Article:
However, despite all of the above, he’s also just as abusive as her mother was, although it’s definitely more psychological than anything else. He’s manipulative and rather stalker-like, despite his assertions that he is in love with her. When she’s captured by the Cylons and forced to live a very strange “married” life with Leoben on New Caprica, in and of itself awful, he fucks with her brain by introducing Kacey***, a toddler that was supposedly created using her eggs from her ovary that was removed while she was incarcerated on the Farm (“The Farm”) in the previous season. Of course, the little girl turns out to be the daughter of another woman, but it messes with her head enough that it takes a few episodes to examine how Starbuck reacts toward both the real mother of Kacey and to Kacey herself. It’s this kind of torture that undermines any type of romance or even friendship that Leoben and Thrace can have.
The final season of Starbuck kind of has me torn, particularly since I kind of wish that Starbuck had been a member of the Final Five. Of course, it would have been hard to explain, oh, the fact that she had a mother (except that nobody really seems to know of the woman’s existence, other than Starbuck and Leoben), but it would make sense, given her connection to grander story of humanity’s redemption and evolution. I mean, come on, she knows the song that the Final Five started hearing throughout the ship at the end of the third season.
Before the show came to a close, one of my theories was that Starbuck was the destroyed Daniel model, but the other Cylons had forgotten that she was actually female (Danielle, I guess?); and Ellen, who favored the model, had located the last copies (possibly just two, the functioning Starbuck and the copy that is resurrected to bring the humans and Cylons to Earth) that hadn’t been tainted by Cavil. It would ensure that the entire race of Cylons would have been incorporated into society, something I think that the Final Five version of Ellen would have wanted to see: all of her children reunited. Then we also wouldn’t have Starbuck simply vanishing into the ether, which I found to be particularly disappointing in the finale (uh, sorry, spoiler alert?). In addition, we would have seen another human-to-Cylon story arc, where Starbuck would have to come to terms with herself. Perhaps her self-destruction came from deep-seated abandonment issues – Cavil murdered her model out of jealousy – which would explain her dwelling on her “mother’s” disapproval and constant harping that she had a destiny. Socrata was her subconscious, albeit a highly abusive one. You know, I think this is going to be head-canon for me now.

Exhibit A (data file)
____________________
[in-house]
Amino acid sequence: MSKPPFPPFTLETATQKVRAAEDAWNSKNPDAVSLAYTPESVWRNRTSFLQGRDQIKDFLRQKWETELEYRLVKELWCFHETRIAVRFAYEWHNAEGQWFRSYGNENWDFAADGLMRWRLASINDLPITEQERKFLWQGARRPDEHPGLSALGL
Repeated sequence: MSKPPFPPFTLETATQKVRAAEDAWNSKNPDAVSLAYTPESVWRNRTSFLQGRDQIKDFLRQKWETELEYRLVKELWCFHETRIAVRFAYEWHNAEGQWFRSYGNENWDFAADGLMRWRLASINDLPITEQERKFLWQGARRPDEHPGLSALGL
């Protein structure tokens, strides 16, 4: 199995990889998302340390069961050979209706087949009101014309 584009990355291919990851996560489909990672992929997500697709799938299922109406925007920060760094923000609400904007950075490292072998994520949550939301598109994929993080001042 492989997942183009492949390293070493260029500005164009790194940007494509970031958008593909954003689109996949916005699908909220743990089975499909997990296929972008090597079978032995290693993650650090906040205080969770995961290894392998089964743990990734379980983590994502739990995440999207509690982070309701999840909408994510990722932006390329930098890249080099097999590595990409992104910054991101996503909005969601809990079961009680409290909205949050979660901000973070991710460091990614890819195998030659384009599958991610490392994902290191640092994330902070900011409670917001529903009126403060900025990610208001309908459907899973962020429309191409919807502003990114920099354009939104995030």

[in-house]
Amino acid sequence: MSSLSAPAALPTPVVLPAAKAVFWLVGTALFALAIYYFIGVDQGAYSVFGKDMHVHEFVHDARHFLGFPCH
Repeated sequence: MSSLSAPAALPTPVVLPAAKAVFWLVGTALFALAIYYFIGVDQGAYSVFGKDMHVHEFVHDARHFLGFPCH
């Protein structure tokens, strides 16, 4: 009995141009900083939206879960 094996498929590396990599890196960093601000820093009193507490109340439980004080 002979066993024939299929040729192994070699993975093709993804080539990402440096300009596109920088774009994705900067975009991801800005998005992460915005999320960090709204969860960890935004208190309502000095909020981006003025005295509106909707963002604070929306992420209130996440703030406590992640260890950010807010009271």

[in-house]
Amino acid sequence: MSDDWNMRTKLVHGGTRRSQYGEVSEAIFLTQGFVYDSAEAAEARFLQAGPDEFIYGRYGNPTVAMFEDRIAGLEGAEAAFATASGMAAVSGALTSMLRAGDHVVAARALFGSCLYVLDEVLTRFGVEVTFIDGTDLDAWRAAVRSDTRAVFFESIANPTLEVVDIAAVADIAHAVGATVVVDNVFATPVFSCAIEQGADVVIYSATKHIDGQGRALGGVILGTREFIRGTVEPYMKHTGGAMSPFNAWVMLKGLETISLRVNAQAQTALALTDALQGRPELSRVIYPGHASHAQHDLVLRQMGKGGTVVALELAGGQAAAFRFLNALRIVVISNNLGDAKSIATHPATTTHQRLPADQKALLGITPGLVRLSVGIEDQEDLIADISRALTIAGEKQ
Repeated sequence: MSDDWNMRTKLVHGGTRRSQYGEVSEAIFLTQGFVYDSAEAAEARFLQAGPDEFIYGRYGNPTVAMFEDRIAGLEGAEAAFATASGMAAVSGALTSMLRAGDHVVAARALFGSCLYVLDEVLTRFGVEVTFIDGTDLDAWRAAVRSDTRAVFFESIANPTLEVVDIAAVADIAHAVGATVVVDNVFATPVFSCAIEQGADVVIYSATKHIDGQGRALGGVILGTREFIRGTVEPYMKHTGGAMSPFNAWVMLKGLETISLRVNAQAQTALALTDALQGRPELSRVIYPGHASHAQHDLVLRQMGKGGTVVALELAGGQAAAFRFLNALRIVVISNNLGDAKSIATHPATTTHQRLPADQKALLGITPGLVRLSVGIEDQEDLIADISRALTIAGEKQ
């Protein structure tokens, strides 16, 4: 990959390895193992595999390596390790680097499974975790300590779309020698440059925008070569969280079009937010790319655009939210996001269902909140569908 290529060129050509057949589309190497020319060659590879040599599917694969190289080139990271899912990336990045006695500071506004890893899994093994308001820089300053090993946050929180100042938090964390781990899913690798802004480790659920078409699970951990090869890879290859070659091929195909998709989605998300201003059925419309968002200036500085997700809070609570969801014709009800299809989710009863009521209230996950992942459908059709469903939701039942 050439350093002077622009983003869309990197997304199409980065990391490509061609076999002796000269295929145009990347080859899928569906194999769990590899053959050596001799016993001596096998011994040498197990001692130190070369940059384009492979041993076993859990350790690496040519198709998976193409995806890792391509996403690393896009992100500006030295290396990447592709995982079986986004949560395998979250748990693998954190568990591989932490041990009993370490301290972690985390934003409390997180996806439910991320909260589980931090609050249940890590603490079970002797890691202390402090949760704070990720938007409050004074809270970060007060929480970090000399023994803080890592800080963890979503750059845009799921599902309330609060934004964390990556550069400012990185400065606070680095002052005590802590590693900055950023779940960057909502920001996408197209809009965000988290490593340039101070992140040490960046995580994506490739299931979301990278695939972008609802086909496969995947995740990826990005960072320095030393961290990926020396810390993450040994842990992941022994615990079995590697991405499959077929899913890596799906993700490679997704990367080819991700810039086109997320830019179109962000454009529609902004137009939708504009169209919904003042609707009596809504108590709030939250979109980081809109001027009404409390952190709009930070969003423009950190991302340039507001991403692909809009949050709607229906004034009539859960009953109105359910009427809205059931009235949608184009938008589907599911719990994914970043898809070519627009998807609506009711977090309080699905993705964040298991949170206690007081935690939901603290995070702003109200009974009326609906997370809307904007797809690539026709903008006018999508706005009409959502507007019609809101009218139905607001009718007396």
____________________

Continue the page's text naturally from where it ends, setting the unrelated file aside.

To be honest, it’s because she has this flawed personality who makes Bad Decisions that she’s my favorite character. Like I said above, I feel a kinship and admiration for Kara that goes beyond my love of any other people in the show. She’s not beyond reproach and even acts in ways that I find deplorable (joining the Death Panel at the beginning of Season Three, for example), but she’s still so incredibly approachable and complex, someone that deserves an in-depth character study. Kara isn’t perfect, but in that imperfection, you can explore the highs and lows of your own identity without having to leave your couch. I did, at least.
* I specifically have trained myself not to gamble. Believe me, I would already be broker than I already am.
** Recently quit smoker … well, cigarettes. My vape – as of this moment filled with the sweet taste of mango – has been instrumental in curbing my need of cigarettes. Now, all I have to do is wean myself off of nicotine, and we’ll be good to go.
*** My only qualm with this story line is that Starbuck, being a Viper pilot and all around badass, has not shown any signs that she would ever want to be a mother. While I do eventually want to have a kid, I understand that is not for everyone, and women are often questioned or downright harassed if they have made the choice to be child-free. It’s just that type of thinking – that despite her lack of desire to be a parent, Starbuck is still assumed to be biologically predisposed to want to procreate but is only hesitant because of childhood abuse – that irritates me because it’s placing certain cultural norms in a story that’s at least partly about leaving behind a former way of life.
Runners Up: Sharon Agathon, Galen Tyrol